Addressing Indigenous rights and interests in genetic resources has become increasingly challenging in an open science environment that promotes unrestricted access to genomic data. Although Indigenous experiences with genetic research have been shaped by a series of negative interactions, there is increasing recognition that equitable benefits can only be realized through greater participation of Indigenous communities. Issues of trust, accountability and equity underpin Indigenous critiques of genetic research and the sharing of genomic data. This Perspectives article highlights identified issues for Indigenous communities around the sharing of genomic data and suggests principles and actions that genomic researchers can adopt to recognize community rights and interests in data.

Bioinformatics (Oxford, England), 2020
Authors
Nieuwoudt, Christina, Brooks-Wilson, Angela, Graham, Jinko
Publication Abstract
We present the R package SimRVSequences to simulate sequence data for pedigrees. SimRVSequences allows for simulations of large numbers of single-nucleotide variants (SNVs) and scales well with increasing numbers of pedigrees. Users provide a sample of pedigrees and SNV data from a sample of unrelated individuals.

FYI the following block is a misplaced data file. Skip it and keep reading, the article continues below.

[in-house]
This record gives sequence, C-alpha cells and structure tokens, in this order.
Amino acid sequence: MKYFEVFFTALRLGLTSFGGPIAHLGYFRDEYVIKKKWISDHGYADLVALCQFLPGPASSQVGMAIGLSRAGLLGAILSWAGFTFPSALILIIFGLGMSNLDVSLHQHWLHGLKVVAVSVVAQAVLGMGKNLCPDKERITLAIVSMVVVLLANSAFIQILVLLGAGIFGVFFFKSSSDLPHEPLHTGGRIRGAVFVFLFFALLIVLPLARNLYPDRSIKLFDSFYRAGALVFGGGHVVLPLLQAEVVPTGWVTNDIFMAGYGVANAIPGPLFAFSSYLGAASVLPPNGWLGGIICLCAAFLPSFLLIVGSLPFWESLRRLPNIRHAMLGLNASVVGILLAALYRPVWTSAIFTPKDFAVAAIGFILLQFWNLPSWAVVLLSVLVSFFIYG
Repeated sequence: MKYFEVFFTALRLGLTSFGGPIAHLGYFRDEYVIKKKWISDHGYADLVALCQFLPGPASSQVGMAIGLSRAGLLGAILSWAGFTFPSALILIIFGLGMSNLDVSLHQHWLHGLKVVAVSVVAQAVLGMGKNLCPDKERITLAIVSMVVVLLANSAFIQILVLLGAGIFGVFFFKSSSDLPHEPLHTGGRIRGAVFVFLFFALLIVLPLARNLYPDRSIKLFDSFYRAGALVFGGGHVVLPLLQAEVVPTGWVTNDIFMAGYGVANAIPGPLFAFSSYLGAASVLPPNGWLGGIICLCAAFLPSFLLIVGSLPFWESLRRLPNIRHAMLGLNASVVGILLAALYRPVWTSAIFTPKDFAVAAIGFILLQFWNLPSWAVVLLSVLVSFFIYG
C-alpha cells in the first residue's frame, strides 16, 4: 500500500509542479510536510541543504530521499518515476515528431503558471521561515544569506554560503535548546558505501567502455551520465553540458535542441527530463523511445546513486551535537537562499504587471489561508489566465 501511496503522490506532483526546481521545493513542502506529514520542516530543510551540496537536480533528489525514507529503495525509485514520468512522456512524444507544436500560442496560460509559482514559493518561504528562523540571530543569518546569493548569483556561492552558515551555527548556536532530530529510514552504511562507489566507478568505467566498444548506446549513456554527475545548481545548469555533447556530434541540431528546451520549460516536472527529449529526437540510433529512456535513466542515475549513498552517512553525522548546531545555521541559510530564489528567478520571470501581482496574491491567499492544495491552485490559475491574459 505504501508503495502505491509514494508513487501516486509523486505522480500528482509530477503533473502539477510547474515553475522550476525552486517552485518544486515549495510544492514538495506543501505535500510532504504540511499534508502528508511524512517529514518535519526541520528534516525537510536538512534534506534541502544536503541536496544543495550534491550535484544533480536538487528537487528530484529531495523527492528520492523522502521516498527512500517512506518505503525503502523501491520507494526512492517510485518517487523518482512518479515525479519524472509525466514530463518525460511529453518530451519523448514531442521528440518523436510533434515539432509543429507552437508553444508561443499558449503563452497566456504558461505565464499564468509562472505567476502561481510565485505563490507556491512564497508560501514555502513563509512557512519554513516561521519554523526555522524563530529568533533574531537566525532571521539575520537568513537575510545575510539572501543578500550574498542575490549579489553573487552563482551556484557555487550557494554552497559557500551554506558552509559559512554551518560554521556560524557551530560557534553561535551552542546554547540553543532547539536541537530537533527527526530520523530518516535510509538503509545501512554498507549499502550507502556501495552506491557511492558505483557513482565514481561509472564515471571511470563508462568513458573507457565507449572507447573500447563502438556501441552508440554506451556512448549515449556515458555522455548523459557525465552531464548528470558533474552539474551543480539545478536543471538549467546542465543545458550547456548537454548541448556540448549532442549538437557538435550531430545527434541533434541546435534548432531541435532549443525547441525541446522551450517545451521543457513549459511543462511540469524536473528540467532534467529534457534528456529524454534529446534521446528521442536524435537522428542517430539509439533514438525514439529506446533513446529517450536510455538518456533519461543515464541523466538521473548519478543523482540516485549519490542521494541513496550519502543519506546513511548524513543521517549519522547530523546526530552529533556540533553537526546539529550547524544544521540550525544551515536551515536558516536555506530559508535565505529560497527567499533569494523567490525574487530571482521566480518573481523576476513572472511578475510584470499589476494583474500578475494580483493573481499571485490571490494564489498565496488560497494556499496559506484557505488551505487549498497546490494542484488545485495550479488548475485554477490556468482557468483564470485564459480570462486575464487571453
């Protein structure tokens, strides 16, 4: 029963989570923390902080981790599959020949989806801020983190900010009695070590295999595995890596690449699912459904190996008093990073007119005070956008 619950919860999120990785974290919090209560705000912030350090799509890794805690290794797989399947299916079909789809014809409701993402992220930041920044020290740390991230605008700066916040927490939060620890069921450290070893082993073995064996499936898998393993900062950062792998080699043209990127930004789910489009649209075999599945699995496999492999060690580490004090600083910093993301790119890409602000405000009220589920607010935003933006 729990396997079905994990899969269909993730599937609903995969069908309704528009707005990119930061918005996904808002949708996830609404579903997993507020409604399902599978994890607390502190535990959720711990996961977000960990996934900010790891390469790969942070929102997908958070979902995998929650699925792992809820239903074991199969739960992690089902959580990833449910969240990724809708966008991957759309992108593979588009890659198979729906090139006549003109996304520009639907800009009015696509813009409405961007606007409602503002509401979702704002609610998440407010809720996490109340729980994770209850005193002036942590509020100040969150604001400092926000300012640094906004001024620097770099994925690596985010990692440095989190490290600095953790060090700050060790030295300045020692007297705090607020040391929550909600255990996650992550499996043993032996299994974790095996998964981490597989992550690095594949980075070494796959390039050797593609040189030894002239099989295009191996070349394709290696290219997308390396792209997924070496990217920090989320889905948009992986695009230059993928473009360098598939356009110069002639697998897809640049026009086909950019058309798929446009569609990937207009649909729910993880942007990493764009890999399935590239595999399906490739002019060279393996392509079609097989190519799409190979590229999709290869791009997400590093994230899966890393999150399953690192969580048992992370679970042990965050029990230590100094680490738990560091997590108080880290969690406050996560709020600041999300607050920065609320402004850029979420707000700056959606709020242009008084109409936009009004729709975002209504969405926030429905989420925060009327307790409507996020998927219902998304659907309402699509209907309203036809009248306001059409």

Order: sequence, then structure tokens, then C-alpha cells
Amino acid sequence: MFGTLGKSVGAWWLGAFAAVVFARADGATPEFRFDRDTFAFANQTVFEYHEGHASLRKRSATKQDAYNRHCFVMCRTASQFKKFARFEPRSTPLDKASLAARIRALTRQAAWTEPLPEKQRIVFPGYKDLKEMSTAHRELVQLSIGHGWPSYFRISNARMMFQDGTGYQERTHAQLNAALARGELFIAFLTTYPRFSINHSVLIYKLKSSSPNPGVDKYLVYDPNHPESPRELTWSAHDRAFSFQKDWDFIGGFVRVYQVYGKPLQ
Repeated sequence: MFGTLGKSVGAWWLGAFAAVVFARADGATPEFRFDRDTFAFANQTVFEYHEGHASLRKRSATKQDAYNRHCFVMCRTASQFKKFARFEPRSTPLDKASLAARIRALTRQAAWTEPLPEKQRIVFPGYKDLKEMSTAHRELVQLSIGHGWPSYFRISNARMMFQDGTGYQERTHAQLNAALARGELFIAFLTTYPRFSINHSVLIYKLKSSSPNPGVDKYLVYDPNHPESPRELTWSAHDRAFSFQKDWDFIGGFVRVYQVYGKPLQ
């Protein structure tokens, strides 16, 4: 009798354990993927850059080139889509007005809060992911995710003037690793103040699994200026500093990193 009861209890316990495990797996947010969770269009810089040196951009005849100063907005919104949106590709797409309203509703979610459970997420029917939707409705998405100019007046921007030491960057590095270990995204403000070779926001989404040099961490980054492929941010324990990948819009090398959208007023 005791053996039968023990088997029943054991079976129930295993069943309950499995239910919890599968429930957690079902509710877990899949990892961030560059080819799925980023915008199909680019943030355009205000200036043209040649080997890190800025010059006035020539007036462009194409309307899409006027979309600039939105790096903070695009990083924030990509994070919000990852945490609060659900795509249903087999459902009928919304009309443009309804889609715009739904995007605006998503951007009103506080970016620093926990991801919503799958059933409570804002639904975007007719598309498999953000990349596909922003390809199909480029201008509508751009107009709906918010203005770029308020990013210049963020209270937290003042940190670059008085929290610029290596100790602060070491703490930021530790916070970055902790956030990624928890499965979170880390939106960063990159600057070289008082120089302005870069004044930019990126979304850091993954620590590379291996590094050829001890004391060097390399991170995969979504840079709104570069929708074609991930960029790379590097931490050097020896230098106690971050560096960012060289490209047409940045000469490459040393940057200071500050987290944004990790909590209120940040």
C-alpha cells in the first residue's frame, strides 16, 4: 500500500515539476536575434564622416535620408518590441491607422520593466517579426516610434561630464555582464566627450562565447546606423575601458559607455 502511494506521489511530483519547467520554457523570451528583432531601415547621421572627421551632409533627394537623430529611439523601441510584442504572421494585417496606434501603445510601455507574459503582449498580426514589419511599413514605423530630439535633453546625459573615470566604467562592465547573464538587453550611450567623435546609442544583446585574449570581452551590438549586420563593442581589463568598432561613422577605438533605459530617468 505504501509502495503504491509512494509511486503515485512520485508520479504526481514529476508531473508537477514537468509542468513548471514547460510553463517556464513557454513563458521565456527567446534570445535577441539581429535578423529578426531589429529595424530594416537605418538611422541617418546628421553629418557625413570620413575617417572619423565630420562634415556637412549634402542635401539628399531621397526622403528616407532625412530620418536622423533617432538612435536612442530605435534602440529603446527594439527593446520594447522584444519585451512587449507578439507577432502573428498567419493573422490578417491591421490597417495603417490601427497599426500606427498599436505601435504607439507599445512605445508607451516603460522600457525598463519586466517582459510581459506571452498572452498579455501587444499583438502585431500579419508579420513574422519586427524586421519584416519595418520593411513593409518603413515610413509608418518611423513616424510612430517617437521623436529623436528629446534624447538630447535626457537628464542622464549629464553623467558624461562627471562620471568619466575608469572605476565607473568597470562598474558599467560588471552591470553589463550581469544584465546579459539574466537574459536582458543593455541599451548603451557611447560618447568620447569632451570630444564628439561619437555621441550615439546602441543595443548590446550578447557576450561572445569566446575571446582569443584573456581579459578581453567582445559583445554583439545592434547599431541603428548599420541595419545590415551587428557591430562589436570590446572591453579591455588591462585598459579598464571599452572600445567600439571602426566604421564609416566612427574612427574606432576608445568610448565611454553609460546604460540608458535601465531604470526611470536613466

Cancer Epidemiology, Biomarkers & Prevention
Authors
Samantha Jean Jones, Sumara Stroshein, Amy M Williams, Dongmeng Liu, John J Spinelli, Joseph M Connors, Angela R Brooks-Wilson
Publication Abstract

Familial aggregation of lymphoid cancers and immune-related disorders suggests a role for genetic susceptibility; however, few studies examine environmental factors. According to the hygiene hypothesis, adult-onset-immune-related diseases may be a consequence of reduced childhood infectious exposures and aberrant immune development. In a cohort of 196 multiple-case lymphoid cancer families, we analyzed environmental factors related to the hygiene hypothesis.

BMC Geriatrics, 2020
Authors
Qianqian Gu, Carly M Sable, Angela Brooks-Wilson, Rachel A Murphy